It can be okay to just tin the very tip, to help keep the twisted wire strands together while tightening the screw. However, it is preferable just to leave some extra wire sticking out, and cut that off flush after tightening the screw.

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    Would this apply to stranded wire connected to a standard snap-in circuit breaker in an electrical panel? I believe I have read some recommendations on this site of using stranded wire for easier puling in conduit. So stranded wire would be connected to breakers, to gnd and neutral bars and to receptacles and switches. There was no mention of tinning AFIK. – Jim Stewart Dec 24 '18 at 23:39
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    @JimStewart Yes. You're likely thinking of THHN wire. It should never be tinned, especially there. – Mike Waters Dec 25 '18 at 2:01
  • I have never used THHN. For one thing I get uncomfortable whenever I have to strip wire with fine strands. I always cut some strands. How much strand cutting is acceptable? Is THHN specified for current capacity by AWG like solid wire? Why does NM cable use solid wire and not stranded? – Jim Stewart Dec 25 '18 at 10:59
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    @JimStewart The CHSP is a special device and it uses that 50A breaker for a different purpose than breakers are typically used for. Their use of small gauge stranded wire is ok for that specific application. Stranded wire is fine to go into busbars - I like to just twist the ends tight before screwing them in. Tinning with solder is not a good idea for the reasons Mike stated but for the CHSP device, which draws no current unless correcting a transient, it's less dangerous and simply potentially limiting the device's full capability. – J... Dec 25 '18 at 12:47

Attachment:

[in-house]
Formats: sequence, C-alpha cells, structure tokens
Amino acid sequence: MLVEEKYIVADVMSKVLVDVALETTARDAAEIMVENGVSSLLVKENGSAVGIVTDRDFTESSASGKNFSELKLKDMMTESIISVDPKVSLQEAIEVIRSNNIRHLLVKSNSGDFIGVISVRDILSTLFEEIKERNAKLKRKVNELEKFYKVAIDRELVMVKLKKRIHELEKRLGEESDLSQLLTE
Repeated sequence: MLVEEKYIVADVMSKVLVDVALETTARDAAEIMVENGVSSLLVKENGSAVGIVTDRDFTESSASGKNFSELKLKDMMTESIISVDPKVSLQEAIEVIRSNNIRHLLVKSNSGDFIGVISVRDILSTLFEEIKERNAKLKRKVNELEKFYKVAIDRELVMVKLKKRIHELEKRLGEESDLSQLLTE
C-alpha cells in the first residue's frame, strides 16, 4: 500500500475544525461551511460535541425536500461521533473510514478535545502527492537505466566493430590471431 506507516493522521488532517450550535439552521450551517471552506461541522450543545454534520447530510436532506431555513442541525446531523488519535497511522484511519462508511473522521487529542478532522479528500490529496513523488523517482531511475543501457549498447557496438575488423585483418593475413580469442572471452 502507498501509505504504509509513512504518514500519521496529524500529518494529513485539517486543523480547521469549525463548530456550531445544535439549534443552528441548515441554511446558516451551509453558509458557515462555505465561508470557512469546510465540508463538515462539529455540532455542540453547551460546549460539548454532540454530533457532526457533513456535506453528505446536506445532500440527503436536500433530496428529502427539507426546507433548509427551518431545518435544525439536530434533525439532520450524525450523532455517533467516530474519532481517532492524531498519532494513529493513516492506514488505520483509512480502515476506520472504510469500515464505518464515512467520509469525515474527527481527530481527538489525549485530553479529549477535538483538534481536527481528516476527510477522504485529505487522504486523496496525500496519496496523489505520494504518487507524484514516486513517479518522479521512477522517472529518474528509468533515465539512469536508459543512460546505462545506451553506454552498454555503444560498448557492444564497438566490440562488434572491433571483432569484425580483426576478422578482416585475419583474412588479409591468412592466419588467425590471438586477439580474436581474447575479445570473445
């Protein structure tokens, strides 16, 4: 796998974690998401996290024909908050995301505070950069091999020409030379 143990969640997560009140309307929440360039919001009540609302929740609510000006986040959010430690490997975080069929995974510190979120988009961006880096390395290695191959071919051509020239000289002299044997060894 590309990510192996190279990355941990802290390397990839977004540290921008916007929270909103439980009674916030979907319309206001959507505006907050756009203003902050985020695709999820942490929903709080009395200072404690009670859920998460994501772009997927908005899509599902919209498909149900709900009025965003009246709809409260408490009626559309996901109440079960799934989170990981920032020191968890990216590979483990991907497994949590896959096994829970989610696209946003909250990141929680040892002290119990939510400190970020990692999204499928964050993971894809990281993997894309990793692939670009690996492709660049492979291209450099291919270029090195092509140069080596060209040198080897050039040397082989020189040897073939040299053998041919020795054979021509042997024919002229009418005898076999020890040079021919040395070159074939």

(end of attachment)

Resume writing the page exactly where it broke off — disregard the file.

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    Code states solder only shall not be used and no solder on the ground , I build 480 3 phase 60-500 amp cords up and the power is soldered but the ground is clamped per NEC & mfg instructions. As for solid wire you will find it regularly in residential but not as often in commercial or industrial. A Nick in a solid wire is worse than cutting a couple fine strands because the nick becomes the breaking point for solid wire. Back stabs fail much more often but broken wires happen especially in high vibration locations this is why stranded wire is better plus it pulls easier. – Ed Beal Dec 25 '18 at 15:12
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With that style of terminal tinning the wires with solder is going to cause more problems than it solves.

However the plug in the picture does not look correctly wired to me.